"A child's learning is the funtion more of the characteristics of his classmates than those of the teacher." James Coleman, 1972

Friday, July 21, 2006

Holes in the Tent at Sister Spellings' Voucher Revival

As we get a few days distant from Spellings' announced voucher revival plan, it is even more amazing that voucher neutralizing report, Comparing Private Schools and Public Schools . . ., ever got out the door at ED, even if it did slip out on a Friday afternoon. Could it be that there are some at ED, who, by slipping the report past the attention of Her Clueless, Spellings, did actually demonstrate that some in the Department believe the public schools should be preserved and strengthened, rather than being crushed?

After all, it's worth remembering that there were many inside the CIA screaming about the fraudulent Niger uranium story, even though the lie did get shoved into the State of the Union by Cheney's thugs. Could the voucher annoucement be just another case of the truth be damned, full ideological steam ahead?

Yesterday's Roanoke Times had this story, "School Voucher Fans Forgot Their Homework," which includes an apt reminder of the Katrina-esque type of "rescue" that Mom Spellings has in mind for the poor school children:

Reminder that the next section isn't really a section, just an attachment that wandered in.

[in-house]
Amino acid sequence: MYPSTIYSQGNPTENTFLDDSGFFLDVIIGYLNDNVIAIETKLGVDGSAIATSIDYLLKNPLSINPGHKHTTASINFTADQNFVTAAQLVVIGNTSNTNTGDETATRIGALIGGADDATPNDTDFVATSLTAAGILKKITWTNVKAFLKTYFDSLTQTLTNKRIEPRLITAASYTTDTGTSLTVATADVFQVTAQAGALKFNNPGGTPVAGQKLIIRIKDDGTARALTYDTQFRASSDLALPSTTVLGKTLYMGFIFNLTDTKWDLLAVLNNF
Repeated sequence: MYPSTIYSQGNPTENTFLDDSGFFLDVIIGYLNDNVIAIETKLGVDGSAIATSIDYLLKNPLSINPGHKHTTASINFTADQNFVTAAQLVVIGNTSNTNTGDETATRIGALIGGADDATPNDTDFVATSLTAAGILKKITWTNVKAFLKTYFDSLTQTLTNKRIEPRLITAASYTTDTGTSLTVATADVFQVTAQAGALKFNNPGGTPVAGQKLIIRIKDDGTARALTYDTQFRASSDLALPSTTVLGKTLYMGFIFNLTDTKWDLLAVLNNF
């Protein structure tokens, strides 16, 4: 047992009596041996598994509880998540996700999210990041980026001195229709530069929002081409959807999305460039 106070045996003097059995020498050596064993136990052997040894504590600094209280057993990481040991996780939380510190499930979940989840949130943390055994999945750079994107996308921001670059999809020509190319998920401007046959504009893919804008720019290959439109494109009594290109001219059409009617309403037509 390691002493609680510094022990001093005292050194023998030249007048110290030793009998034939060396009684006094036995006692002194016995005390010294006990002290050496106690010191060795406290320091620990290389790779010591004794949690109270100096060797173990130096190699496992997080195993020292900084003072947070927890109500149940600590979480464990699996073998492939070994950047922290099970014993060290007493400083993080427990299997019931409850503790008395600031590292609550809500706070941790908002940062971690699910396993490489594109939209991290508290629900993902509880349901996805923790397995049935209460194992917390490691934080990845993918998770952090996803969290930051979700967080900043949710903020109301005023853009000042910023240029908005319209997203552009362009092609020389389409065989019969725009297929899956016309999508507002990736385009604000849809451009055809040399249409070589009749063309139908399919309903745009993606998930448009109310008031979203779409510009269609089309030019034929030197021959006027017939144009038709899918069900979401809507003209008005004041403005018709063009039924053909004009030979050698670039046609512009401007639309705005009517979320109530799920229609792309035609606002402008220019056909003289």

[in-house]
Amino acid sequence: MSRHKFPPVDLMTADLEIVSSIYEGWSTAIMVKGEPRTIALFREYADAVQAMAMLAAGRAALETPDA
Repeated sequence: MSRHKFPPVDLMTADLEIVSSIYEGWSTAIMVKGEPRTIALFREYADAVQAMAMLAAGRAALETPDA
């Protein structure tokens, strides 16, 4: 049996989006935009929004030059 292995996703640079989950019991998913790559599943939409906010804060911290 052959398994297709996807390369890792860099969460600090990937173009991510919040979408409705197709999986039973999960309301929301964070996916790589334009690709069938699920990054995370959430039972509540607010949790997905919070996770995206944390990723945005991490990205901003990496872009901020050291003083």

Not that $4,000 would go very far anyway. Private school tuition has skyrocketed in recent years. North Cross School in Roanoke, for example, charges $8,450 to $10,625 per academic year depending on grade. Scholarships are available from the school, but many moderate- to- low income families would remain hard pressed to afford it even with a scholarship and a voucher.

If Washington has $100 million to boost education, there are better uses than directing it toward private schools with minimal accountability and no discernible advantage over public ones. Improve the socio-economic conditions that are the real contributors to academic success or put it into the public schools that serve all students.

Such occasional honest newspaper pieces cannot compare, however, to the conservative sludge tanks, who are geared up to pump tons of smelly propaganda proclaiming "opportunity scholarships" for the poor, the poor who are only seen by the writers of this propagauda either leaf-blowing their lawns or being loaded into police vans on the local news. By the way, these faux news stories never mention a Comparing Private Schools and Public Schools . . . , the inconvenient scientifically-based research that seriously undermines their attacks on public schools.

Today's entries in the propaganda war come from Focus on the Family and The Heritage Foundation, respectively: Congress Considers National School-Choice Program and At-Risk Students Now Have a Lifeline.

Call your Congressman's office today to remind her that you believe in stronger public schools for all children, rather than substandard private ones for the poor at public expense.

Or counter the propaganda directly--write a letter to your local newspaper in support of stronger public schools and stronger communities with less poverty.

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